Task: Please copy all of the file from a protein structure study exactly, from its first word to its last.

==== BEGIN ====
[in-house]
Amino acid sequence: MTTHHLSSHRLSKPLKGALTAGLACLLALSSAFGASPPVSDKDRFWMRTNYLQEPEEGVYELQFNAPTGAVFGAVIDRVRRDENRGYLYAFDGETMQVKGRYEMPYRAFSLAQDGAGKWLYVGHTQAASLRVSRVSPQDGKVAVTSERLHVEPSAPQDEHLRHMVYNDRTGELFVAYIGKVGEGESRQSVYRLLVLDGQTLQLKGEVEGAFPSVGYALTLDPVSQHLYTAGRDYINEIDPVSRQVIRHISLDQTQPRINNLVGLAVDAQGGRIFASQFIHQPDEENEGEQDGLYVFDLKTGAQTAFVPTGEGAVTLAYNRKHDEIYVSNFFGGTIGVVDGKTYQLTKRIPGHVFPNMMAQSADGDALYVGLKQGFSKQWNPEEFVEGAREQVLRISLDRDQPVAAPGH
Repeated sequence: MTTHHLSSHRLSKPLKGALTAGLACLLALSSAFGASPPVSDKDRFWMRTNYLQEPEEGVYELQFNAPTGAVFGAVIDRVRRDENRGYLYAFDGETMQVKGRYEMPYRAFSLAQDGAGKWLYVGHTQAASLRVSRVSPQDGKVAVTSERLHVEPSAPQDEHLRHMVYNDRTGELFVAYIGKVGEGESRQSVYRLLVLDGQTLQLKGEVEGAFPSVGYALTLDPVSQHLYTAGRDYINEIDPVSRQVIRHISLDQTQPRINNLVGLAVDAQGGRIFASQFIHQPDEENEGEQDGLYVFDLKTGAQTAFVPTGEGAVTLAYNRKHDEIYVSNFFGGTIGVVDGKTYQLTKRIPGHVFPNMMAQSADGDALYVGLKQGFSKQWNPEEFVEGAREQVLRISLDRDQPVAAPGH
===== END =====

[in-house]
Amino acid sequence: MTTHHLSSHRLSKPLKGALTAGLACLLALSSAFGASPPVSDKDRFWMRTNYLQEPEEGVYELQFNAPTGAVFGAVIDRVRRDENRGYLYAFDGETMQVKGRYEMPYRAFSLAQDGAGKWLYVGHTQAASLRVSRVSPQDGKVAVTSERLHVEPSAPQDEHLRHMVYNDRTGELFVAYIGKVGEGESRQSVYRLLVLDGQTLQLKGEVEGAFPSVGYALTLDPVSQHLYTAGRDYINEIDPVSRQVIRHISLDQTQPRINNLVGLAVDAQGGRIFASQFIHQPDEENEGEQDGLYVFDLKTGAQTAFVPTGEGAVTLAYNRKHDEIYVSNFFGGTIGVVDGKTYQLTKRIPGHVFPNMMAQSADGDALYVGLKQGFSKQWNPEEFVEGAREQVLRISLDRDQPVAAPGH
Repeated sequence: MTTHHLSSHRLSKPLKGALTAGLACLLALSSAFGASPPVSDKDRFWMRTNYLQEPEEGVYELQFNAPTGAVFGAVIDRVRRDENRGYLYAFDGETMQVKGRYEMPYRAFSLAQDGAGKWLYVGHTQAASLRVSRVSPQDGKVAVTSERLHVEPSAPQDEHLRHMVYNDRTGELFVAYIGKVGEGESRQSVYRLLVLDGQTLQLKGEVEGAFPSVGYALTLDPVSQHLYTAGRDYINEIDPVSRQVIRHISLDQTQPRINNLVGLAVDAQGGRIFASQFIHQPDEENEGEQDGLYVFDLKTGAQTAFVPTGEGAVTLAYNRKHDEIYVSNFFGGTIGVVDGKTYQLTKRIPGHVFPNMMAQSADGDALYVGLKQGFSKQWNPEEFVEGAREQVLRISLDRDQPVAAPGH